The concentration of power within government and business has increased in both political and economic manifestations. The corporate merger movement, given the green light by Reagan, is moving from rabid to frenzied. Nine of the ten largest mergers in U.S. history have occurred under the permissive reign of Reagan. It is difficult to know what limits Reagan would put on mergers, most of which promise no greater efficiencies, no economies of scale, no market discipline of bad management (without golden parachutes) and no new jobs. His former Justice Department antitrust chief, William Baxter, said: "There is nothing written in the sky that says the world would not be a perfectly satisfactory place if there were only one hundred companies, provided each had one percent of every product and service market." Nothing written in the sky, but there is much written in the anti-monopoly laws, their legislative history and judicial decisions that would give pause to such a concentrated political economy. Corporate bigness makes its demands on small business and the consumer in prices, in political manipulation, and in being too big to fail without a bailout. The loss of the family farm in the tens of thousands each year to agribusiness and banks receives no attention from this former rural Illinois native who extolls this way of life when he wants votes and forgets it after the election.

Over at the Federal Communications Commission, with Mr. Reagan's full support, his appointees, led by Chairman Mark Fowler, want to eliminate the few viewer's rights under the Fairness and Equal Time Doctrines. They want to repeal 7-7-7 limitation (7 am, 7 fm and 7 tv) stations which can be under a single owner and allow a vastly greater concentration of electronic media ownership.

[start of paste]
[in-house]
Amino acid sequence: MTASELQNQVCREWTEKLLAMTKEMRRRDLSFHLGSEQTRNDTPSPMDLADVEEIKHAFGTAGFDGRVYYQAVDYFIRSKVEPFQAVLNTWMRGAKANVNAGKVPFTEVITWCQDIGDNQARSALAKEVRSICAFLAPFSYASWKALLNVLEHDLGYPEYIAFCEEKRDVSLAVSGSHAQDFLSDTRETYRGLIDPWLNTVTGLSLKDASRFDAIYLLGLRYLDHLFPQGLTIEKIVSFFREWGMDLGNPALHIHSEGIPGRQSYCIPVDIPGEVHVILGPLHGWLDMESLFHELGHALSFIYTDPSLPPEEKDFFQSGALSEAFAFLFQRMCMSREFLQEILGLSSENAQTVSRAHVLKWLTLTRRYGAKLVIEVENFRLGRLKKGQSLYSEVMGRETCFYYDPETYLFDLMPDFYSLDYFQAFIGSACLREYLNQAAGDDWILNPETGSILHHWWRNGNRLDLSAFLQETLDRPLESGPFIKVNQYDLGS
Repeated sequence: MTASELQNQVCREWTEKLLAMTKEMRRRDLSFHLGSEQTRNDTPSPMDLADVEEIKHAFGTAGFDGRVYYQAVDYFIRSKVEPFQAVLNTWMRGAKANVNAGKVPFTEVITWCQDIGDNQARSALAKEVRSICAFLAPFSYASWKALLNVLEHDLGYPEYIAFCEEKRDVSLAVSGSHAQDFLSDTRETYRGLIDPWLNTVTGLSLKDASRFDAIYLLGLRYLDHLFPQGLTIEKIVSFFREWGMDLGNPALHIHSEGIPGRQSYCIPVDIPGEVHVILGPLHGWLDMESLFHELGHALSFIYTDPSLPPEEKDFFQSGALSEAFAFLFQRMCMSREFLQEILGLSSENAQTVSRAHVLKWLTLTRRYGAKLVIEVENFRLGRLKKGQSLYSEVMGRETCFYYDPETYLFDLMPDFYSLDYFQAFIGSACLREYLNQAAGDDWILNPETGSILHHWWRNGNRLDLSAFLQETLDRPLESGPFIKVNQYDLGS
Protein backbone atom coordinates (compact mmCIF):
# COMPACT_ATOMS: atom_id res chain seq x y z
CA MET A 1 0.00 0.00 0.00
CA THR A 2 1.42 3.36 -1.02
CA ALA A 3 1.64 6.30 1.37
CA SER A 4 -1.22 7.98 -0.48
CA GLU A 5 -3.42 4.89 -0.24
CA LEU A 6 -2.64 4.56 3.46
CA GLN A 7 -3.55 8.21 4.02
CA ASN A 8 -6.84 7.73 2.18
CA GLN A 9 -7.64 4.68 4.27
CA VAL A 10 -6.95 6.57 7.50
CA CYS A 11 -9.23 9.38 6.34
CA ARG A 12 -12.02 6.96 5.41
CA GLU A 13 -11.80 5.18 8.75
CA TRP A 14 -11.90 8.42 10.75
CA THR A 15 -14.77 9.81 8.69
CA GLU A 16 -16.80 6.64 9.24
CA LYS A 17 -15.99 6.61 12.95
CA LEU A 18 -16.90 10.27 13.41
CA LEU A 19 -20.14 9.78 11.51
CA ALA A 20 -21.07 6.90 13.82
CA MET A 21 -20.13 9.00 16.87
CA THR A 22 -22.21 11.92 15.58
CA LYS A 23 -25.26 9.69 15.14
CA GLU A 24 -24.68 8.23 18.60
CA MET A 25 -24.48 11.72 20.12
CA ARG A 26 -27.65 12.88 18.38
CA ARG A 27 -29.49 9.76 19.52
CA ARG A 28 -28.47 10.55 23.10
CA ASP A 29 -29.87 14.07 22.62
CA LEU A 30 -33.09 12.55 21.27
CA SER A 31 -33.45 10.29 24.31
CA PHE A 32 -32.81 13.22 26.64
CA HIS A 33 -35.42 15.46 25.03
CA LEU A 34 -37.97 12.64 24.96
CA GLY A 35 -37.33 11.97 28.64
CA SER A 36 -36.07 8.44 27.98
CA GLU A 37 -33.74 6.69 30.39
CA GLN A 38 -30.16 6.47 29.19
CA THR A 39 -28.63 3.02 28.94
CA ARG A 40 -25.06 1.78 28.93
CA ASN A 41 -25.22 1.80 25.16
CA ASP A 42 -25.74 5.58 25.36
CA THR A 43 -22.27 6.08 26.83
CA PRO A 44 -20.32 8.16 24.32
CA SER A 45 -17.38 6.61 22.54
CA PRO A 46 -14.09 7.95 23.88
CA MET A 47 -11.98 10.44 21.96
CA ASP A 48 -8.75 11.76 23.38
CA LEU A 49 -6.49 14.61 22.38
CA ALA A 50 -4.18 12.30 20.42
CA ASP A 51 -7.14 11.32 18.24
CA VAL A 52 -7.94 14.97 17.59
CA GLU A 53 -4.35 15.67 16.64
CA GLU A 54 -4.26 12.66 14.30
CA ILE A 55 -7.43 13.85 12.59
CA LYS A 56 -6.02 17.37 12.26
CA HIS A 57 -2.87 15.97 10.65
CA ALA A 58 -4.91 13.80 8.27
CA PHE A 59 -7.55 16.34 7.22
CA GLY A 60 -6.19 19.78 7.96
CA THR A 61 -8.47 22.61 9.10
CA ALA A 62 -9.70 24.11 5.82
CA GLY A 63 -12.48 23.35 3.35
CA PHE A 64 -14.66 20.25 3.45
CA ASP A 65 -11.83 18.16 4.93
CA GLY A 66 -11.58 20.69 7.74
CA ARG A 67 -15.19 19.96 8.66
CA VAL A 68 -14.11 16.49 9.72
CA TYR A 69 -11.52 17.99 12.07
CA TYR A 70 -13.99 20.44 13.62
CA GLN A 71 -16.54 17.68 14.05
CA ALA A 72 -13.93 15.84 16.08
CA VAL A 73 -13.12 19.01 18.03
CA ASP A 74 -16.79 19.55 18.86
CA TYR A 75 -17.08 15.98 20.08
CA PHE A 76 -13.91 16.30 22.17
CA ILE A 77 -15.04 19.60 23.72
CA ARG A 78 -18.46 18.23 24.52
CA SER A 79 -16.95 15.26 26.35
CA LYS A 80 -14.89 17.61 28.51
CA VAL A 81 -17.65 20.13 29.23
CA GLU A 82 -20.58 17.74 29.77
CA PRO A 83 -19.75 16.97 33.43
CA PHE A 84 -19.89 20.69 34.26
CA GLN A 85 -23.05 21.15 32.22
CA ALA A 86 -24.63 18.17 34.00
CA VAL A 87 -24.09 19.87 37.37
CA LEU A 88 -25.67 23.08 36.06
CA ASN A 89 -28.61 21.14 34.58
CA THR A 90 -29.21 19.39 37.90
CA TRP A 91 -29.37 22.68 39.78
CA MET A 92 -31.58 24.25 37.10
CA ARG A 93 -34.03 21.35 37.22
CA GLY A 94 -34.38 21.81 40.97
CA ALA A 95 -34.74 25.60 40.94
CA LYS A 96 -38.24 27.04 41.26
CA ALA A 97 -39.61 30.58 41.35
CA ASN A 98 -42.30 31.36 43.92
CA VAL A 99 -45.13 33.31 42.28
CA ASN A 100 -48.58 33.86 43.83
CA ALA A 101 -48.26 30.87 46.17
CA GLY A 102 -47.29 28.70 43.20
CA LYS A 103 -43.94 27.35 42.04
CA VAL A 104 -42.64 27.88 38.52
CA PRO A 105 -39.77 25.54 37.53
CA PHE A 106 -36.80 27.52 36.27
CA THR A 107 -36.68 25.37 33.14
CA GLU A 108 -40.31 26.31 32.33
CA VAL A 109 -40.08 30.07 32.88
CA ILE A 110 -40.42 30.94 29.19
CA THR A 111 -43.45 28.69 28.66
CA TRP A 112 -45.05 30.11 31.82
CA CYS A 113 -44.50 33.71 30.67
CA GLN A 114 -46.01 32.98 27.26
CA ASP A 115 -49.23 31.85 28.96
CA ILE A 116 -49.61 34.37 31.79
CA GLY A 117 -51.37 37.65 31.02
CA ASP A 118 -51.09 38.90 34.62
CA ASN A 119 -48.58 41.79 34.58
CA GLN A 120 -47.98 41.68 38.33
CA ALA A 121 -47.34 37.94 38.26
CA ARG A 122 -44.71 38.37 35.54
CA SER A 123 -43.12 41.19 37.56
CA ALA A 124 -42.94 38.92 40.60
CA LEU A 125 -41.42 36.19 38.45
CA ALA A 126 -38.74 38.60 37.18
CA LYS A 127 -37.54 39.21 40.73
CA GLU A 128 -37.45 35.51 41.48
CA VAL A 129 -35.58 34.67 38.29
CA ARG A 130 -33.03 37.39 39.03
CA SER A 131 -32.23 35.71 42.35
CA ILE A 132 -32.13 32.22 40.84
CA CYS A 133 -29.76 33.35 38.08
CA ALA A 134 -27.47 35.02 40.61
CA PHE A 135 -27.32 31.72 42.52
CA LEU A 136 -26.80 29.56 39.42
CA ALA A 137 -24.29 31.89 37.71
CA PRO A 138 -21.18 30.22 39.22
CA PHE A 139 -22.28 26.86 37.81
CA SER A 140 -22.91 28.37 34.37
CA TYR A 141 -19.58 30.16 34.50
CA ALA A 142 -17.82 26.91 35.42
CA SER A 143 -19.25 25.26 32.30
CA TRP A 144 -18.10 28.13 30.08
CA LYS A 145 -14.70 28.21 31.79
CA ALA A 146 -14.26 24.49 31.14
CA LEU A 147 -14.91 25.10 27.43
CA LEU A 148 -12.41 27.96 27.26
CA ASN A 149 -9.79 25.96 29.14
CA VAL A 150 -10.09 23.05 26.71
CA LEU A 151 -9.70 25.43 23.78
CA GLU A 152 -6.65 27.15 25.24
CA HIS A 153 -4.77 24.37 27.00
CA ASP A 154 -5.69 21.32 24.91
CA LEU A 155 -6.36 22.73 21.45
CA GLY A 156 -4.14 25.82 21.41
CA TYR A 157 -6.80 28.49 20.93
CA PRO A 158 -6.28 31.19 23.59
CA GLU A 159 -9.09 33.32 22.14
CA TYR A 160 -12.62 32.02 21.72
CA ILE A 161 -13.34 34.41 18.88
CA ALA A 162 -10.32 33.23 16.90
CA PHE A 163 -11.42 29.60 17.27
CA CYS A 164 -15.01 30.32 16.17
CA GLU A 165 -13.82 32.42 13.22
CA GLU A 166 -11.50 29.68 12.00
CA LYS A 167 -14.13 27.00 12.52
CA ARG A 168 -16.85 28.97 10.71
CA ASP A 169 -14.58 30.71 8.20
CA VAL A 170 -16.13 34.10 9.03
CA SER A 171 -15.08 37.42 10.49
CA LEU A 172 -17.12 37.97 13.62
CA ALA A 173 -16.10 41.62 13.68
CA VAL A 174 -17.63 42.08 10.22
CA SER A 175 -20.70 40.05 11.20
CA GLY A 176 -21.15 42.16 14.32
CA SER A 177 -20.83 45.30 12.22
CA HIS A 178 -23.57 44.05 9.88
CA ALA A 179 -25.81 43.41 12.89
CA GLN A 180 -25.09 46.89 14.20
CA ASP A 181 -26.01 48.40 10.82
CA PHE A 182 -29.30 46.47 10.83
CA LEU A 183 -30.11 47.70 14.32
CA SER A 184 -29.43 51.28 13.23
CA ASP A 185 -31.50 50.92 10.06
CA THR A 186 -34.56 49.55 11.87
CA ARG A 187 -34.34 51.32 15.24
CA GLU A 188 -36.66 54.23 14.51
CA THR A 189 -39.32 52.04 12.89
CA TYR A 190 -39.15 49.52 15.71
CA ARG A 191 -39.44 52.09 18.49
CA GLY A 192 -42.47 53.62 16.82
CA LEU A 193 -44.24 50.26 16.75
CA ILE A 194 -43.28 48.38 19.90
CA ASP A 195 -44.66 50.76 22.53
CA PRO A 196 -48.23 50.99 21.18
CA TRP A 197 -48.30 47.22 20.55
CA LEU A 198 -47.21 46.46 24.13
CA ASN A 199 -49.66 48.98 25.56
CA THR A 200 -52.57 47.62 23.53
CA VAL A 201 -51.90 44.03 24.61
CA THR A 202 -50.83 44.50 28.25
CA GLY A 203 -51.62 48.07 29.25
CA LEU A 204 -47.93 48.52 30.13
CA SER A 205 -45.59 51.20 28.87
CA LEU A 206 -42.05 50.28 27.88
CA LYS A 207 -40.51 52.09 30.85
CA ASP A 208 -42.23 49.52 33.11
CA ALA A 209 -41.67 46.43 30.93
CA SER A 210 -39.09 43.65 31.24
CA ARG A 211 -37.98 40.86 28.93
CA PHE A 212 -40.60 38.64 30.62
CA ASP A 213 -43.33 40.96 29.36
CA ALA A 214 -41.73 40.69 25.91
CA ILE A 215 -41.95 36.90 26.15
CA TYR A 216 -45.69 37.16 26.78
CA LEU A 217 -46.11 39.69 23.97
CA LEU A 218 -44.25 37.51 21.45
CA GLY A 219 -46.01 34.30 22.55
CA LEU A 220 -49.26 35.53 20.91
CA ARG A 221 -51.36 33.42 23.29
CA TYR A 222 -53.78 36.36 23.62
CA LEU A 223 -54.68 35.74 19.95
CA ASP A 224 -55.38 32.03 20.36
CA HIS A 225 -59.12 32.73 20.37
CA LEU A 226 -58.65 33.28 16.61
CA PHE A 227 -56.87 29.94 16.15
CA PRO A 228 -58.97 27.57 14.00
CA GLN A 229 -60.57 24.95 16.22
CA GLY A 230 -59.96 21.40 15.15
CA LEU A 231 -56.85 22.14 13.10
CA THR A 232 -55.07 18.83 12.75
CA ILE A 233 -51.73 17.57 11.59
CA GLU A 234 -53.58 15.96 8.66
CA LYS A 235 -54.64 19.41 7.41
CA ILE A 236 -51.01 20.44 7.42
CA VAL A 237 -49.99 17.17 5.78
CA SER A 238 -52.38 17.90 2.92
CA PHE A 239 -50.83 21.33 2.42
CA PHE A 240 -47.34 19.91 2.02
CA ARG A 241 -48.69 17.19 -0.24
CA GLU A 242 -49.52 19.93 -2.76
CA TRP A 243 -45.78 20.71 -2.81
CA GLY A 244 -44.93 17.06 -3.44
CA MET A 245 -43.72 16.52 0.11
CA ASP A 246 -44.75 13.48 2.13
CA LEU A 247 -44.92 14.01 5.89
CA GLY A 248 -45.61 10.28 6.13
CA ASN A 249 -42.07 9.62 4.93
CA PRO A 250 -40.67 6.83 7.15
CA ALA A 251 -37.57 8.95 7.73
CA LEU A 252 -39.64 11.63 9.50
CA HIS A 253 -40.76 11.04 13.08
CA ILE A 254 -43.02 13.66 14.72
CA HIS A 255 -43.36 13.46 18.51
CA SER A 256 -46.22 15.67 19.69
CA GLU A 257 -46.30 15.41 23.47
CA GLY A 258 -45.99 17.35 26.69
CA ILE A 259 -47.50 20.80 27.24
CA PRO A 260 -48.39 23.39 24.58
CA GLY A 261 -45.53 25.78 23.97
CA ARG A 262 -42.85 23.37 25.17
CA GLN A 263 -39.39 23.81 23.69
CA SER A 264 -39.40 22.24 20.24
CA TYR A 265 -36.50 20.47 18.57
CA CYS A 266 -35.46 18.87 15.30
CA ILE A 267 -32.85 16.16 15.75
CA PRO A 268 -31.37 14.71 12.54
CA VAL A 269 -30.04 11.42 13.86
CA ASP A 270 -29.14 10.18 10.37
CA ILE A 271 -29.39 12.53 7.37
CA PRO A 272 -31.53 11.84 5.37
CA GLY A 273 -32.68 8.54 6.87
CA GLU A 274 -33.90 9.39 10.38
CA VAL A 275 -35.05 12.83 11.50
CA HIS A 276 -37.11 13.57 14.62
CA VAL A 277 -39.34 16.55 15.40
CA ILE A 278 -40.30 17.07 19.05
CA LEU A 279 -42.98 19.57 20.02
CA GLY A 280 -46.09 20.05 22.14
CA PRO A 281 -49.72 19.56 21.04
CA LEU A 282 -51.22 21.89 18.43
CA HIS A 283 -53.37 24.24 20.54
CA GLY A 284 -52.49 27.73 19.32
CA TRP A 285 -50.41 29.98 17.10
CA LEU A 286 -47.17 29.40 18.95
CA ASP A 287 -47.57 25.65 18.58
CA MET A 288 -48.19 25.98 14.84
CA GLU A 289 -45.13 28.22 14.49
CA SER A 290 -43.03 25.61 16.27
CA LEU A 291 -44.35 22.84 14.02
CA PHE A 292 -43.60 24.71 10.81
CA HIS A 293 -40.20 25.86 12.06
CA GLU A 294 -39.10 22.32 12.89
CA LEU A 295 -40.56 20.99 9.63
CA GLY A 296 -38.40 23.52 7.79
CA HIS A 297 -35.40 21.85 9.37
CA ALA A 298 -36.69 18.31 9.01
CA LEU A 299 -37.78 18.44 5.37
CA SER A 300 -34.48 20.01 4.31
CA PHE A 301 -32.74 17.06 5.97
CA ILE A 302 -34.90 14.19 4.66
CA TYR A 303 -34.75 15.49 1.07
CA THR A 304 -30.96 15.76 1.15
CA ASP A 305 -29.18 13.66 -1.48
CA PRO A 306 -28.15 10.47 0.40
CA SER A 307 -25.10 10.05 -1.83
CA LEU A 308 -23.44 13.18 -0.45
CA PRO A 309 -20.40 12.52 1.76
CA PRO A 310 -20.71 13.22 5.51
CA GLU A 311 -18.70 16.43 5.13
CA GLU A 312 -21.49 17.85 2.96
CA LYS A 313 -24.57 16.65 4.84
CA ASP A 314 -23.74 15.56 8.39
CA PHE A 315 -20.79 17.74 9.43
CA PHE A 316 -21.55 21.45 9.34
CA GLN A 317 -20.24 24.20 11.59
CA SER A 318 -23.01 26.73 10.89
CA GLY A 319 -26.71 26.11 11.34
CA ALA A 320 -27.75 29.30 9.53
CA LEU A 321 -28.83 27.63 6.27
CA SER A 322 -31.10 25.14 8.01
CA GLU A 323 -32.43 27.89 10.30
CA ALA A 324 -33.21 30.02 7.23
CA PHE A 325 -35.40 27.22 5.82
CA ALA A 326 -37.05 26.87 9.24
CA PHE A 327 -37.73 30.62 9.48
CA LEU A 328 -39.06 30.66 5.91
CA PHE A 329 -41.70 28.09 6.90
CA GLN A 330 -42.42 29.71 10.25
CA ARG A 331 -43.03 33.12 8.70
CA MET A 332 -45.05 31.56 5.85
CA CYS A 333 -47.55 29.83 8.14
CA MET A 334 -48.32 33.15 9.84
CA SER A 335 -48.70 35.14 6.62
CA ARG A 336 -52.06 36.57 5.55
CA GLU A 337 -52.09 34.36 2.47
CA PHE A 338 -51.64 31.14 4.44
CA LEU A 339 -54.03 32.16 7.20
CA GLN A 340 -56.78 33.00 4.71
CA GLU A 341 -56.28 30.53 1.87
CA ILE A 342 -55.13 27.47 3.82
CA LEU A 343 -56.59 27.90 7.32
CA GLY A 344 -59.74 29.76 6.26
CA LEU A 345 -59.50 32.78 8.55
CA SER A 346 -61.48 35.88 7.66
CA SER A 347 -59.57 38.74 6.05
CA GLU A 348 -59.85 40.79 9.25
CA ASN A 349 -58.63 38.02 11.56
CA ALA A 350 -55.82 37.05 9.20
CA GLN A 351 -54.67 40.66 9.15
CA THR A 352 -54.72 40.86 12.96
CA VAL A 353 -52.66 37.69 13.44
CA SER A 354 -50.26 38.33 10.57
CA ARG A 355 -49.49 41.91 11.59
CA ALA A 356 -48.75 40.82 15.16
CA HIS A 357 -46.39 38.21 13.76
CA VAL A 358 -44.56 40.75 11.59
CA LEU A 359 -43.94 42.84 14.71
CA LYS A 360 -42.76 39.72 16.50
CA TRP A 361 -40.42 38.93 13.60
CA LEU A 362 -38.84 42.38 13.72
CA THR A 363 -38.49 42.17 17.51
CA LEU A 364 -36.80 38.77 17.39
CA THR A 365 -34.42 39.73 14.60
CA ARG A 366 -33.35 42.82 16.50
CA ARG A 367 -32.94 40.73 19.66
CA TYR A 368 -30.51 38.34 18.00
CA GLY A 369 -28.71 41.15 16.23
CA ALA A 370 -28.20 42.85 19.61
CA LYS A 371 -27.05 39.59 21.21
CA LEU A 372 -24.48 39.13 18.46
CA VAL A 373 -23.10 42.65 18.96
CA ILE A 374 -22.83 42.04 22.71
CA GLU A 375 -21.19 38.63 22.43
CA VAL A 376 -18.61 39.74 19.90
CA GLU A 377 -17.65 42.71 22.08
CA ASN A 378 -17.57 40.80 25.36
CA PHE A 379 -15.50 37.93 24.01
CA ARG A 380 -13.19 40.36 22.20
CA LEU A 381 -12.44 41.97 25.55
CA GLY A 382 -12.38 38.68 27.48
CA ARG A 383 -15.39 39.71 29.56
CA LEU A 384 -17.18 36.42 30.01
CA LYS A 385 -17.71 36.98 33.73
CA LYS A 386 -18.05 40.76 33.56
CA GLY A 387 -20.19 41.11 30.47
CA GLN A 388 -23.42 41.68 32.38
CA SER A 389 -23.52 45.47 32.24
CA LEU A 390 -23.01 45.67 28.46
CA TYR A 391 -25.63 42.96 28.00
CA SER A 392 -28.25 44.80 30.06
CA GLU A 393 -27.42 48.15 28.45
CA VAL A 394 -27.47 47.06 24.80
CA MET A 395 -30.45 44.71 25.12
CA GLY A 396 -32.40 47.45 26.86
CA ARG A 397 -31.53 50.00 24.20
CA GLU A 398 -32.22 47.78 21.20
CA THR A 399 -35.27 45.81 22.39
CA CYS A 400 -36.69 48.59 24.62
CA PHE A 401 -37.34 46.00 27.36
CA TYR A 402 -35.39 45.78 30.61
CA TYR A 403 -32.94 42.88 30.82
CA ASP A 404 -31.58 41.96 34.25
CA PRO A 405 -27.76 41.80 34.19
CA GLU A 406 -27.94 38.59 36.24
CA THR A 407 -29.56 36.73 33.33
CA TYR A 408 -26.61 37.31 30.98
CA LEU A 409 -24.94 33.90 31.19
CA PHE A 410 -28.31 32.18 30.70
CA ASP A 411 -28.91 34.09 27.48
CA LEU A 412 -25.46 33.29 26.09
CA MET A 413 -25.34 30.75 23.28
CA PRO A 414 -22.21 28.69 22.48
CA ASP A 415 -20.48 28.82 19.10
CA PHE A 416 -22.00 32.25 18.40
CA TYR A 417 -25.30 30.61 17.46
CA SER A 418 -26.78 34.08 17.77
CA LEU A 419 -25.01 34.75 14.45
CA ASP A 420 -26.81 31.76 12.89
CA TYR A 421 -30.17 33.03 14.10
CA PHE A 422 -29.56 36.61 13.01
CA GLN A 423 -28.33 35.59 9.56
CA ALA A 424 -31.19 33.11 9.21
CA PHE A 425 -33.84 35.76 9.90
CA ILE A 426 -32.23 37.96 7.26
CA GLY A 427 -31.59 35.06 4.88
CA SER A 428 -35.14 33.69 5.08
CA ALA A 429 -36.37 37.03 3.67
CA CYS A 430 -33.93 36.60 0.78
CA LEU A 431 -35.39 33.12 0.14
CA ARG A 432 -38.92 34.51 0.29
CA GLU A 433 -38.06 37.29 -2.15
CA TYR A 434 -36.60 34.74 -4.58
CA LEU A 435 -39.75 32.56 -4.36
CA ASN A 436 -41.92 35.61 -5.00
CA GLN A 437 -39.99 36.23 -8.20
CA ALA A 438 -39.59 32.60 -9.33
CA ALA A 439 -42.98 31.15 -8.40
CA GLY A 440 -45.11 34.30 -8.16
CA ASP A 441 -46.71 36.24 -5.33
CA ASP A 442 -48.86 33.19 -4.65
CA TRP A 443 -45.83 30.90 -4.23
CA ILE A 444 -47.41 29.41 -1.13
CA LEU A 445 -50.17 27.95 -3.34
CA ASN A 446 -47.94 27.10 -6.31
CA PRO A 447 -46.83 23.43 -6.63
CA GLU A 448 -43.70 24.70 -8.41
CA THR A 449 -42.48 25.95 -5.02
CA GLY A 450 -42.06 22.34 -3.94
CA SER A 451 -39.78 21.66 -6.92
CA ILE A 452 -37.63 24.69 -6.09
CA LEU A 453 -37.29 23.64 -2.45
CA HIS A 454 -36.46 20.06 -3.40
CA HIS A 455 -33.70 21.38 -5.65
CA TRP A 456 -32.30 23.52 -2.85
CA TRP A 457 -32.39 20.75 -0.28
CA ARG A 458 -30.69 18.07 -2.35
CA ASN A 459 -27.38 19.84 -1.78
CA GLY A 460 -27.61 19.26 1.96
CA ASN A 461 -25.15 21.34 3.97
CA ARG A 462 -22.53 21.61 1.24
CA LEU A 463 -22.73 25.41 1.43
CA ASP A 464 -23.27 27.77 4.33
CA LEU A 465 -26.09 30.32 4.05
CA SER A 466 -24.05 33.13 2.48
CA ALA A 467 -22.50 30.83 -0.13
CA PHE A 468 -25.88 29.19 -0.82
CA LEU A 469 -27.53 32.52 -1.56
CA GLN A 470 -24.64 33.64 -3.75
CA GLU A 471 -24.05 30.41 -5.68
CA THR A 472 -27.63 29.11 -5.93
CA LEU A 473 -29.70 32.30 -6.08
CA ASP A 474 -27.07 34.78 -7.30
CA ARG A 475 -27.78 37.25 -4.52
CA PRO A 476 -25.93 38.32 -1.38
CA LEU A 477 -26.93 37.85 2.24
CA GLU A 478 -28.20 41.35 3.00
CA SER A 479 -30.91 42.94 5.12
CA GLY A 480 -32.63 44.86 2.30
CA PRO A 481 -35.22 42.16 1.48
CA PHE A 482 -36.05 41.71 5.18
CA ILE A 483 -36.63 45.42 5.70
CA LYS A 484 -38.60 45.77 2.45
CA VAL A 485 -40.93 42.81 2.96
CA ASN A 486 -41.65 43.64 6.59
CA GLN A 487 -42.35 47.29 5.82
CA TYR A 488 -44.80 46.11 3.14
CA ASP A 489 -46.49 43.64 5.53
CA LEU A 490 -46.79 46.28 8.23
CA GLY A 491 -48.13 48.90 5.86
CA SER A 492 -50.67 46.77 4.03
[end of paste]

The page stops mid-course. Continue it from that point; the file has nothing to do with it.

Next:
Within the Federal Government there is greater concentration of power from many agencies to one-the White House Office of Management and Budget. The OMB makes political judgements, invites back door "ex parte" meetings with business lobbyists, excludes the public from its right to know and respond under the Administrative Procedures Act, and generally translates unilateral white house dictates. OMB does this in violation of fair play, and by some expert opinion, in violation of administrative laws as well. The Reagan Government also shuts Americans out of its decision-making processes by ending legal aid for poorer petitioners before regulatory agencies such as the Federal Trade Commission. They do so by using every technical objection to deny citizens legal standing to challenge their government, and by giving early preferential notice of proposals to their industrial and commercial friends. If there is any company on the fortune 500 list that objects to these anti-democratic powerplays, it has kept a very low visibility.

There is a wholesale repudiation of the historic role of the American Government's duty to protect or expand the public's health and safety. Health and safety laws go unenforced or underenforced below even laggard levels of the past. The Food and Drug Administration's enforcement level is down about 50 percent, as are the enforcement actions against dirty meat and poultry plants and violators of motor vehicle regulations. The enforcement record at OSHA-the job safety agency-is a disgrace made worse by Reaganite reductions in serious inspections and redrawing what constitutes sanctionable violations. Since taking office, Reagan has not issued a single new worker health standard to limit any chemical or gas, though dozens in January I981 were nearly ready to be issued to reduce cancer, emphysema, and other diseases and injuries in the workplace. These diseases claim about I00,000 American lives a year. Only one motor vehicle standard has emerged-that dealing with rear mounted lights on automobiles, while several critical lifesavers were revoked or shunted aside. The list can go on and on to demonstrate that Mr. Reagan has little interest in saving American lives when it inconveniences his corporate masters.

With the stroke of Transportation Secretary Drew Lewis' pen, a lifesaving, crash protection standard was illegally repealed (according to a 9-0 decision by the U.S. Supreme Court). Thousands of Americans are now dying or being seriously injured every year in frontal collisions by their non crashworthy cars. Mr. Reagan campaigned against this humane and economical engineering system right along with General Motors which pressed upon him this macabre position. The pattern recurs in one industry after another. What do the pesticide companies want? Just follow the Reagan trail of waivers and exceptions for dangerous pesticides, the absence of regulatory action against suspected farm chemicals, the virtual cessation of testing foods for pesticide residues and the reduction of research for non-toxic ways of controlling pests.